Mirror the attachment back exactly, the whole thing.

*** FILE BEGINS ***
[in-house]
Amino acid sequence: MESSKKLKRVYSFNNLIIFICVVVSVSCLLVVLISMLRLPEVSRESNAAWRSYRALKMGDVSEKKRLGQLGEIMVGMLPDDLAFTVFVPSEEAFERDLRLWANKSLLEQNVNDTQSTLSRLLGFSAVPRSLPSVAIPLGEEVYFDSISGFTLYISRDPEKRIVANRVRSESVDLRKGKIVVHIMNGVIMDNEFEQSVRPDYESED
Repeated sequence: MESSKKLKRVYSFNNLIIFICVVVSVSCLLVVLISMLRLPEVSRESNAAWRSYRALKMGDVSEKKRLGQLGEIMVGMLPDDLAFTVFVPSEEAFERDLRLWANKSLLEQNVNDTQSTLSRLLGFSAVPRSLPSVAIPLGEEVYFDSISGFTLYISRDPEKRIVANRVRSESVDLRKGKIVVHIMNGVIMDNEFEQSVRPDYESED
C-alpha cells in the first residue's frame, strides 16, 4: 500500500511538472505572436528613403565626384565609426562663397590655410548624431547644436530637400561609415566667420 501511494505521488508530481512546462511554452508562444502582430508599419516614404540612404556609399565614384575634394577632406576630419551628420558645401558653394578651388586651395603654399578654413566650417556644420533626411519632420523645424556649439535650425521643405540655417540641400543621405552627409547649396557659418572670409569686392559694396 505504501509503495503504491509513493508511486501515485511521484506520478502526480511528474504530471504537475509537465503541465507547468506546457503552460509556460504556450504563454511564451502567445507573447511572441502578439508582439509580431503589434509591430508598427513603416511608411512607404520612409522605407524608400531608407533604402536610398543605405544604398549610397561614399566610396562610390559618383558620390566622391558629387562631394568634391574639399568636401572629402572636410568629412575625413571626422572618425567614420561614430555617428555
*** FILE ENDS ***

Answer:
[in-house]
Amino acid sequence: MESSKKLKRVYSFNNLIIFICVVVSVSCLLVVLISMLRLPEVSRESNAAWRSYRALKMGDVSEKKRLGQLGEIMVGMLPDDLAFTVFVPSEEAFERDLRLWANKSLLEQNVNDTQSTLSRLLGFSAVPRSLPSVAIPLGEEVYFDSISGFTLYISRDPEKRIVANRVRSESVDLRKGKIVVHIMNGVIMDNEFEQSVRPDYESED
Repeated sequence: MESSKKLKRVYSFNNLIIFICVVVSVSCLLVVLISMLRLPEVSRESNAAWRSYRALKMGDVSEKKRLGQLGEIMVGMLPDDLAFTVFVPSEEAFERDLRLWANKSLLEQNVNDTQSTLSRLLGFSAVPRSLPSVAIPLGEEVYFDSISGFTLYISRDPEKRIVANRVRSESVDLRKGKIVVHIMNGVIMDNEFEQSVRPDYESED
C-alpha cells in the first residue's frame, strides 16, 4: 500500500511538472505572436528613403565626384565609426562663397590655410548624431547644436530637400561609415566667420 501511494505521488508530481512546462511554452508562444502582430508599419516614404540612404556609399565614384575634394577632406576630419551628420558645401558653394578651388586651395603654399578654413566650417556644420533626411519632420523645424556649439535650425521643405540655417540641400543621405552627409547649396557659418572670409569686392559694396 505504501509503495503504491509513493508511486501515485511521484506520478502526480511528474504530471504537475509537465503541465507547468506546457503552460509556460504556450504563454511564451502567445507573447511572441502578439508582439509580431503589434509591430508598427513603416511608411512607404520612409522605407524608400531608407533604402536610398543605405544604398549610397561614399566610396562610390559618383558620390566622391558629387562631394568634391574639399568636401572629402572636410568629412575625413571626422572618425567614420561614430555617428555